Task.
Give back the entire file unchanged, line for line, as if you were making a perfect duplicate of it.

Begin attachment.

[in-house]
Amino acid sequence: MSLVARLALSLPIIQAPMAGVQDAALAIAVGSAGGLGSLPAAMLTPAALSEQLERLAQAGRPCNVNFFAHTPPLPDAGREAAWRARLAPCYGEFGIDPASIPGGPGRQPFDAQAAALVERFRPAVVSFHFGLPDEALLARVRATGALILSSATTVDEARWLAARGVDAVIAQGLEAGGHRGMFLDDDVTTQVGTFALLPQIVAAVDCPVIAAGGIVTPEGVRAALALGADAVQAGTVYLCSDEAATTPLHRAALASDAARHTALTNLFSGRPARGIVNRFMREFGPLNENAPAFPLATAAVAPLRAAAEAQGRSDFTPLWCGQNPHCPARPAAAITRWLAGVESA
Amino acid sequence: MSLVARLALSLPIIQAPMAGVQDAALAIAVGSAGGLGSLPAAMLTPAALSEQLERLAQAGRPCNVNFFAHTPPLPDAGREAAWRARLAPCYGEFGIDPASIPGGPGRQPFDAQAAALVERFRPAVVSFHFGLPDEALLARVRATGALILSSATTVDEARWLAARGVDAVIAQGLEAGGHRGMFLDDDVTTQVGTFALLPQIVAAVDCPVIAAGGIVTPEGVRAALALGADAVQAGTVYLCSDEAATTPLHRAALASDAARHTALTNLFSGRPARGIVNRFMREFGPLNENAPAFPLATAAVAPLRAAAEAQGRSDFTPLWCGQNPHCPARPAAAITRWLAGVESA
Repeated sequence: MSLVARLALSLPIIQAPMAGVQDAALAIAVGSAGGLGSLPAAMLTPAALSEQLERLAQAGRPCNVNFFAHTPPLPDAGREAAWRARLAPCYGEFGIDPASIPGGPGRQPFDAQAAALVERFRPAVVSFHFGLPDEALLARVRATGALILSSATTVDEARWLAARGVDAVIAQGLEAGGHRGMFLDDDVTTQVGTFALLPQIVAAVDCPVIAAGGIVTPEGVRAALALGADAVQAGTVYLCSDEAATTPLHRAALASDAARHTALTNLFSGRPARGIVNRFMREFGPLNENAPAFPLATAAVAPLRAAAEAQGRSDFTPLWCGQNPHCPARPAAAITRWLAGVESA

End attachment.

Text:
[in-house]
Amino acid sequence: MSLVARLALSLPIIQAPMAGVQDAALAIAVGSAGGLGSLPAAMLTPAALSEQLERLAQAGRPCNVNFFAHTPPLPDAGREAAWRARLAPCYGEFGIDPASIPGGPGRQPFDAQAAALVERFRPAVVSFHFGLPDEALLARVRATGALILSSATTVDEARWLAARGVDAVIAQGLEAGGHRGMFLDDDVTTQVGTFALLPQIVAAVDCPVIAAGGIVTPEGVRAALALGADAVQAGTVYLCSDEAATTPLHRAALASDAARHTALTNLFSGRPARGIVNRFMREFGPLNENAPAFPLATAAVAPLRAAAEAQGRSDFTPLWCGQNPHCPARPAAAITRWLAGVESA
Amino acid sequence: MSLVARLALSLPIIQAPMAGVQDAALAIAVGSAGGLGSLPAAMLTPAALSEQLERLAQAGRPCNVNFFAHTPPLPDAGREAAWRARLAPCYGEFGIDPASIPGGPGRQPFDAQAAALVERFRPAVVSFHFGLPDEALLARVRATGALILSSATTVDEARWLAARGVDAVIAQGLEAGGHRGMFLDDDVTTQVGTFALLPQIVAAVDCPVIAAGGIVTPEGVRAALALGADAVQAGTVYLCSDEAATTPLHRAALASDAARHTALTNLFSGRPARGIVNRFMREFGPLNENAPAFPLATAAVAPLRAAAEAQGRSDFTPLWCGQNPHCPARPAAAITRWLAGVESA
Repeated sequence: MSLVARLALSLPIIQAPMAGVQDAALAIAVGSAGGLGSLPAAMLTPAALSEQLERLAQAGRPCNVNFFAHTPPLPDAGREAAWRARLAPCYGEFGIDPASIPGGPGRQPFDAQAAALVERFRPAVVSFHFGLPDEALLARVRATGALILSSATTVDEARWLAARGVDAVIAQGLEAGGHRGMFLDDDVTTQVGTFALLPQIVAAVDCPVIAAGGIVTPEGVRAALALGADAVQAGTVYLCSDEAATTPLHRAALASDAARHTALTNLFSGRPARGIVNRFMREFGPLNENAPAFPLATAAVAPLRAAAEAQGRSDFTPLWCGQNPHCPARPAAAITRWLAGVESA